Centre of Data Innovation Research (CoDIR)

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    The Centre of Data Innovation Research (CoDIR) is a virtual research centre that combines data science and machine learning expertise from astrophysics and biocomputation. We have come to recognise that many difficult problems in both fields can be tackled by the same techniques of data analysis and machine learning. Often techniques developed for the benefit of what seems to be a highly specific problem in one field can be productively deployed to solve seemingly unrelated problems in another. Our distinctive plan is to not only pioneer innovative data science techniques – in particular exploiting expertise in machine learning and computational neuroscience – to advance the field of survey astronomy, but also develop a strategy to translate these techniques to other disparate areas, with a particular focus on medicine, neuroscience, defence and agritech. By embedding this translational approach in our research programme, which has the potential to deliver genuine impact, we seek to become an exemplar research centre that will serve as a blueprint for others aiming to deliver economic and societal impact from blue skies research.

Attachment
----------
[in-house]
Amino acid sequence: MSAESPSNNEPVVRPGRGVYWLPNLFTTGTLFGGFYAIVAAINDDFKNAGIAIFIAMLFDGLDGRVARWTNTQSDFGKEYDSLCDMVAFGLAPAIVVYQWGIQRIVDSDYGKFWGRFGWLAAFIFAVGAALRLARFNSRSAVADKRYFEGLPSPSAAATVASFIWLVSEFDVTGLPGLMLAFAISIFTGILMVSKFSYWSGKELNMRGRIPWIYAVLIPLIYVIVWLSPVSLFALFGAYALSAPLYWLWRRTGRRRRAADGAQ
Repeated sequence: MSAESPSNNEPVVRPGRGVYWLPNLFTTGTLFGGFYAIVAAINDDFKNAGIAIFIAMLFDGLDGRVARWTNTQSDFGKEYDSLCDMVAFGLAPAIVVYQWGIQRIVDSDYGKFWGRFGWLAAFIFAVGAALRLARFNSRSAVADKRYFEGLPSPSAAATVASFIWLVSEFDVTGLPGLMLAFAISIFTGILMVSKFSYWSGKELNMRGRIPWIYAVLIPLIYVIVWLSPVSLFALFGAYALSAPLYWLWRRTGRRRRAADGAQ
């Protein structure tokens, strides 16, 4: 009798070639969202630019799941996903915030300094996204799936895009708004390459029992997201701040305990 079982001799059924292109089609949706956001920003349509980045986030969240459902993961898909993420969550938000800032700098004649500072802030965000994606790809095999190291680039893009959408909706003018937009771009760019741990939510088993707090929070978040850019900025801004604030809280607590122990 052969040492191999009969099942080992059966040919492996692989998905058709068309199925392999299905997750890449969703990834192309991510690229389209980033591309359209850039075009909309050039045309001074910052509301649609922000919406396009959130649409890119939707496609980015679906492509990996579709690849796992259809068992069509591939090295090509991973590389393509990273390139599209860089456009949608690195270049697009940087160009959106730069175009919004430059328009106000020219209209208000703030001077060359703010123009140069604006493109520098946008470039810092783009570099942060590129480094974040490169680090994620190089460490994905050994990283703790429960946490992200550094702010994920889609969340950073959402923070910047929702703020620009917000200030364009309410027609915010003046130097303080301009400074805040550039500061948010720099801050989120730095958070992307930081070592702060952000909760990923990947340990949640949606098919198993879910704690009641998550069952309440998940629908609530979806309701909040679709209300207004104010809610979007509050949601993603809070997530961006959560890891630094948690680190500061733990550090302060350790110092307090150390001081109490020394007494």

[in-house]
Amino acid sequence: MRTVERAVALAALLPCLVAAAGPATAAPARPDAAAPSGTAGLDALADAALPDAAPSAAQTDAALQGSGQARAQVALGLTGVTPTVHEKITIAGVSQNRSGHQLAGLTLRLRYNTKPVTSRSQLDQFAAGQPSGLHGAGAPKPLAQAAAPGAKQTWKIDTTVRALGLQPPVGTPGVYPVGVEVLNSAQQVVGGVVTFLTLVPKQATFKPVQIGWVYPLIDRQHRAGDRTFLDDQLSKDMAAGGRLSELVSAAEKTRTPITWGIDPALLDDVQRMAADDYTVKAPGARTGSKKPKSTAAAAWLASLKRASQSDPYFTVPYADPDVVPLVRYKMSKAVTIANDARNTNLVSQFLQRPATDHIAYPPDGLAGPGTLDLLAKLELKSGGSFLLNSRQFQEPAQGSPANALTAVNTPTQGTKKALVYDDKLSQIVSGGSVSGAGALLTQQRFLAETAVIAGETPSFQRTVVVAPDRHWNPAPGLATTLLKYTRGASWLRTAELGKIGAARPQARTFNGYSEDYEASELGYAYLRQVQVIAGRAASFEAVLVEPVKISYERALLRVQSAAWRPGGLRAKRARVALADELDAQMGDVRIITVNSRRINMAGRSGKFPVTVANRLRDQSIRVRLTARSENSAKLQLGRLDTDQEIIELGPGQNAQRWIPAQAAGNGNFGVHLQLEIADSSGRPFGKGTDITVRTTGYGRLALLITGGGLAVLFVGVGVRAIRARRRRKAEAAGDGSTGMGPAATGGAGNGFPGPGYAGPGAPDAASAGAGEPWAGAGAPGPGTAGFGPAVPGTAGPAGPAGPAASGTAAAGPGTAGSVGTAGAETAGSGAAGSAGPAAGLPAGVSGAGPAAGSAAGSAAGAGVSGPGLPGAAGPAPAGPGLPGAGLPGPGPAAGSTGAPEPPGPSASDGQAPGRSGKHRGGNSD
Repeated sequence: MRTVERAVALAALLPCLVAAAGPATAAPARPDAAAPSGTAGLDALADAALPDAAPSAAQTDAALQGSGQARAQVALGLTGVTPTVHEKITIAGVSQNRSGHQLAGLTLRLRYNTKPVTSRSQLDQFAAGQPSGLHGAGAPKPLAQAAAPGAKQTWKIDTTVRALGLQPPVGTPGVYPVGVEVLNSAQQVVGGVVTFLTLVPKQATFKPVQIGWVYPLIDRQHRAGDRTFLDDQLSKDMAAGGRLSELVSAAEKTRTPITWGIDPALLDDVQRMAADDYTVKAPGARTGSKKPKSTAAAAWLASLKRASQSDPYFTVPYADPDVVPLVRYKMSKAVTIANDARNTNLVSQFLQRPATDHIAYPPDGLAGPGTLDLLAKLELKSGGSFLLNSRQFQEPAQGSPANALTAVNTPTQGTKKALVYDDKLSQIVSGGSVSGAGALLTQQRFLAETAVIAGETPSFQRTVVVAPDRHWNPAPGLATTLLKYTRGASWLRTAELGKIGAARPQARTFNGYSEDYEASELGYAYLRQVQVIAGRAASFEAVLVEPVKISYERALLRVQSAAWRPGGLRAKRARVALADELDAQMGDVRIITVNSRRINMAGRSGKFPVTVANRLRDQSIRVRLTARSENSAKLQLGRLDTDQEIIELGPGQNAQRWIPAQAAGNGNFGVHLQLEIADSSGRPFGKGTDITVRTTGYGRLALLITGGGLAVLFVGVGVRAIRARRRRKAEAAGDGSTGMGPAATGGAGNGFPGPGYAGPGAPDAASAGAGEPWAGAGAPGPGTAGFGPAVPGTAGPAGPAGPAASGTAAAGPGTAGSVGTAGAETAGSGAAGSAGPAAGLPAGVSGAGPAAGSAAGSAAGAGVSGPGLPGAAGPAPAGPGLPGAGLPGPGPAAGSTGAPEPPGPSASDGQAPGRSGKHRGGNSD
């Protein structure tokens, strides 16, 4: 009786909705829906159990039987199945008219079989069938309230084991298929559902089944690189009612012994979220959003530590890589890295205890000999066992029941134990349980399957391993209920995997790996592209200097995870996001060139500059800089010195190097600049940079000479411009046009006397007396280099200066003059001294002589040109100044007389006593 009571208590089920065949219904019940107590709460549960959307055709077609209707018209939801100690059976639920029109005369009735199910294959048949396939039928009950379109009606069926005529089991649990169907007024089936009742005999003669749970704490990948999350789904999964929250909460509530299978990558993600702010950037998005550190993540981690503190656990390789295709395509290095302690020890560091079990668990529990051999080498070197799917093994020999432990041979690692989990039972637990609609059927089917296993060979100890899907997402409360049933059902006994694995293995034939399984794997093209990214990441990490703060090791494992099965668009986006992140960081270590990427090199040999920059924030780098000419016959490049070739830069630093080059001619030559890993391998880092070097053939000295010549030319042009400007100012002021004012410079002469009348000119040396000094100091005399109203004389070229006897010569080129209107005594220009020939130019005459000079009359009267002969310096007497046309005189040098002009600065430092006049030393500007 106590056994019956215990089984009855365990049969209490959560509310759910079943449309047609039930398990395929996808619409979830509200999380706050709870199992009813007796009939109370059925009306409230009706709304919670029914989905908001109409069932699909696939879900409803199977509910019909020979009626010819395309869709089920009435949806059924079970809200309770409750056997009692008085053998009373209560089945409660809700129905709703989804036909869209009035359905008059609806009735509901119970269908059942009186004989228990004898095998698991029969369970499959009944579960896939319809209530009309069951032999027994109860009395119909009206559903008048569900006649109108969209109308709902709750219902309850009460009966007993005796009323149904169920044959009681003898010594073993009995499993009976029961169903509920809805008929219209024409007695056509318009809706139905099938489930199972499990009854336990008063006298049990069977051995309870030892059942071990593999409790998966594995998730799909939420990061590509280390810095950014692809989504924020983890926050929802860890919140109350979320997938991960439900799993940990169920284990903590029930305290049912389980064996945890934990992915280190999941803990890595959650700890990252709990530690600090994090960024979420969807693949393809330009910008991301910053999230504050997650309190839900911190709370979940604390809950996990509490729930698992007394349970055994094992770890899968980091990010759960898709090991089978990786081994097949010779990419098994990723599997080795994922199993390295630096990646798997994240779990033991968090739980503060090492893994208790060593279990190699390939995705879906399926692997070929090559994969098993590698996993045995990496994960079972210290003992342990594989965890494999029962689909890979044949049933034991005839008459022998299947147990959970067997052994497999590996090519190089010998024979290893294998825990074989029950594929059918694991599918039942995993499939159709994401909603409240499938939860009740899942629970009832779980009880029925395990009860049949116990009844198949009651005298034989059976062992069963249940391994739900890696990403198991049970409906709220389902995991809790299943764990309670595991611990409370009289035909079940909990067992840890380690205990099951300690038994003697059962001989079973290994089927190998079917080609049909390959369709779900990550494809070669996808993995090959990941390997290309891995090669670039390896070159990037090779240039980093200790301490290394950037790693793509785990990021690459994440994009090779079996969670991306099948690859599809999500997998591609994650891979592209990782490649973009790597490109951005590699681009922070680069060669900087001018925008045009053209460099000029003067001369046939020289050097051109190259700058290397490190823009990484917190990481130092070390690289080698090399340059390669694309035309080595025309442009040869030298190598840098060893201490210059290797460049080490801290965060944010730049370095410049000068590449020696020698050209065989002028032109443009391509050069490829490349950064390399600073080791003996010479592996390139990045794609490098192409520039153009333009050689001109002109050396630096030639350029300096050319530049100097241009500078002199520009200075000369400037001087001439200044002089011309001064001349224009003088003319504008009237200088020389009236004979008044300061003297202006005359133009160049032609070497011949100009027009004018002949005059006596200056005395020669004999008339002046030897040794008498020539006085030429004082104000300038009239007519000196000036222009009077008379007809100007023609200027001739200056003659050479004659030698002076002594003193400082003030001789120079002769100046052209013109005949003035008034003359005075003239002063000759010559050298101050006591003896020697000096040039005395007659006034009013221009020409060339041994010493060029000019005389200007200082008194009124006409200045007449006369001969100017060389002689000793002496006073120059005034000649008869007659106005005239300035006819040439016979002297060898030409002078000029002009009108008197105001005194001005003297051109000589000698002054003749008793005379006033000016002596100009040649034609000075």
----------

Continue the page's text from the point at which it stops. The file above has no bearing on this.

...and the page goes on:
Within the Centre for Astrophysics Research (CAR) we perform world-leading research spanning the discovery of exoplanets, the nature of star formation within our Milky Way and the formation and evolution of galaxies. Computational neuroscience and machine learning, a focus of the Biocomputation Research Group in the Centre for Computer Science and Informatics Research (CCSIR), are thriving areas of interdisciplinary research at the interface between computer science, mathematics and biology. The approach taken by the Biocomputation group is unique as it combines, in addition to computational modelling and mathematical analyses, cutting-edge work in neuromorphic computing, neural data analysis and machine learning. In the past few years we have (1) recognised an urgent need to apply the very latest data science and machine learning techniques to analyse ‘big’ astronomical and biological data, and (2) identified clear opportunities to apply our expertise to problems in fields outside our discipline, not only in other scientific fields (such as Life and Medical Sciences), but also in practical areas closely aligned to the Government's Industrial Strategy (e.g. agritech, data economy). To this end we have initiated an internal cross-disciplinary collaboration between CAR and CCSIR that is delivering not only scientific results (Hocking et al. 2018), but also demonstrated the potential for impact in the private sector (e.g. through a successful on-going collaboration with an industrial partner). Currently, this is a small cross-disciplinary research group led by Geach and Steuber.